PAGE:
Career U.S. diplomat, long foe of Kyiv corruption, testifies at House impeachment inquiry on Trump’s Ukraine dealings
WASHINGTON – The Democratic-led U.S. House of Representatives’ impeachment inquiry against President Donald Trump on Tuesday questioned George Kent, a U.S. career diplomat who has spent much of his career fighting corruption in Ukraine and elsewhere.
The investigation is focused on a July 25 phone call in which Trump pressed Ukrainian President Volodymyr Zelenskiy to look into unsubstantiated allegations against former Vice President Joe Biden, a top contender for the Democratic nomination to challenge Trump in the 2020 presidential election, and Biden’s son, Hunter Biden.
The younger Biden, 49, denied doing anything improper www.reuters.com/article/us-usa-trump-whistleblower-biden/hunter-biden-defends-overseas-work-in-interview-but-expresses-regret-idUSKBN1WU1PS in past work for a Ukrainian energy company but expressed regret in an interview with ABC News aired on Tuesday over how it has been used to attack his father. Joe Biden has rejected Trump’s allegations of corruption.
Kent, a deputy assistant secretary of state responsible for U.S. policy toward six former Soviet republics, including Ukraine, arrived on Capitol Hill wearing a red bow tie and ignored shouted questions from reporters.
Kent appeared after receiving a congressional subpoena. The State Department, working with the White House, had directed him not to testify, an official involved in the impeachment inquiry said.
On Monday, Trump’s former Russia adviser, Fiona Hill, gave three House committees details of a high-level meeting between U.S. and Ukrainian officials that included her then-boss, former national security adviser John Bolton, and Gordon Sondland, the U.S. ambassador to the European Union, according to a person familiar with the testimony.
Hill recounted that Sondland raised the issue of investigations and that she and Bolton became alarmed that he was referring to the investigation into the Bidens, the person said. The pair left the meeting and Bolton advised her to consult with John Eisenberg, the top National Security Council lawyer.
Bolton was similarly troubled by activities toward Ukraine being coordinated by the president’s personal lawyer, Rudy Giuliani, along with other administration officials, the New York Times reported.
“Giuliani’s a hand grenade who’s going to blow everybody up,” Hill quoted Bolton as saying, according to the newspaper.
A Bolton spokeswoman said he would have no comment on the testimony.
Democrats have accused Trump of pressuring a vulnerable U.S. ally to dig up dirt on Biden after withholding $391 million in U.S. security aid intended to help combat Russian-backed separatists in the eastern part of Ukraine. Zelenskiy agreed to investigate. Trump eventually allowed the aid.
Trump has denied wrongdoing and defended his request to Zelenskiy during the phone call, the contents of which was revealed by a whistleblower. Democrats opened the inquiry on Sept. 24 into whether there were grounds to impeach Trump for abusing his power.
Sondland is due to testify later in the week, in response to a congressional subpoena.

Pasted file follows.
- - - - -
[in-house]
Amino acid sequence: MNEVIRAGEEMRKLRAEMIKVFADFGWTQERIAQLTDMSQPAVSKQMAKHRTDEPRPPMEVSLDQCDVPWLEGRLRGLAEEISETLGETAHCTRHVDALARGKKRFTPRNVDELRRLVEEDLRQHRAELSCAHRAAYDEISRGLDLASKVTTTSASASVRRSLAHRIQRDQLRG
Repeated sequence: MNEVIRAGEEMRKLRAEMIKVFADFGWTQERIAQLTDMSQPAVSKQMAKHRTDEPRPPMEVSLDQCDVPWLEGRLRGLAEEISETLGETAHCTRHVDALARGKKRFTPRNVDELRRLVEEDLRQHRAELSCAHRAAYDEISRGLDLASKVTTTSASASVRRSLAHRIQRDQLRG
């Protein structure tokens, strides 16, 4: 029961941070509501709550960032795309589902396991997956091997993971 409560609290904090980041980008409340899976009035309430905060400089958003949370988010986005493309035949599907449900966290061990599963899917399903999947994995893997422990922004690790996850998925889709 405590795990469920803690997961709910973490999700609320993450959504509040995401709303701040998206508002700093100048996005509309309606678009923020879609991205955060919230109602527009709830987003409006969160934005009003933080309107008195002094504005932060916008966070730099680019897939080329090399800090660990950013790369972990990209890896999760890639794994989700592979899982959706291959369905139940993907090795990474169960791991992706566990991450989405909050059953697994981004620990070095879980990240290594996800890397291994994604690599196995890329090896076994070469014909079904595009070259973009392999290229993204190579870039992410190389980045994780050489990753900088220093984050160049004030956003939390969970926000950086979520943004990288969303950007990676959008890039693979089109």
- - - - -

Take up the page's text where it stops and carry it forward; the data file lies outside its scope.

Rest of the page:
Giuliani, a former New York City mayor, faces a Tuesday deadline to produce documents related to the Ukraine matter subpoenaed by the House Intelligence Committee. He has not said whether he will comply.
Democratic Rep. Jackie Speier, a member of the Intelligence and Oversight committees, told MSNBC that House Democrats would likely move to hold Giuliani in contempt if he does not comply.
Speier also said she expected the Intelligence, Oversight and Foreign Affairs panels conducting the Ukraine phase of the inquiry had about five or six more witnesses to talk to before likely turning over all the gathered testimonies to the House Judiciary Committee.
House Speaker Nancy Pelosi and her fellow Democrats would then gauge next steps in their investigations, which could lead to formal articles of impeachment against Trump being submitted to the full House of Representatives.
If any such articles were to be passed by the Democratic-controlled House, the Republican-controlled Senate would then hold a trial to determine whether the president should be removed from office.
On Friday, Marie Yovanovitch, the former U.S. ambassador to Ukraine, defied a State Department order to refuse to cooperate with the House probe, giving scathing testimony in which she accused the Trump administration of recalling her from Kyiv based on false claims.
According to State Department emails contained in a package of material shared with congressional staff last month and later seen by Reuters, Kent told colleagues that Yovanovitch had become the target of a “classic disinformation operation.”
Yovanovitch on Friday denied Giuliani’s allegations that she provided a “do not prosecute list” to Ukrainian officials to protect Biden and others.
“One key sign of it being fake is that most of the names are misspelled in English — we would never spell most that way,” Kent said in the email to colleagues.
Kent suggested the department push back by “circling in red all the misspellings and grammar mistakes and reposting it,” as the U.S. Embassy in Moscow has done to counter propaganda.
Kent, who majored in Russian language and literature at Harvard, has held several jobs requiring him to grapple with corruption in Ukraine, which ranks 120th of 180 nations in a Transparency International corruption perceptions index.
Kent previously served as the deputy chief of mission at the U.S. Embassy in Kyiv from 2015 to 2018 and as the senior anti-corruption coordinator in the State Department’s European Bureau from 2014 to 2015.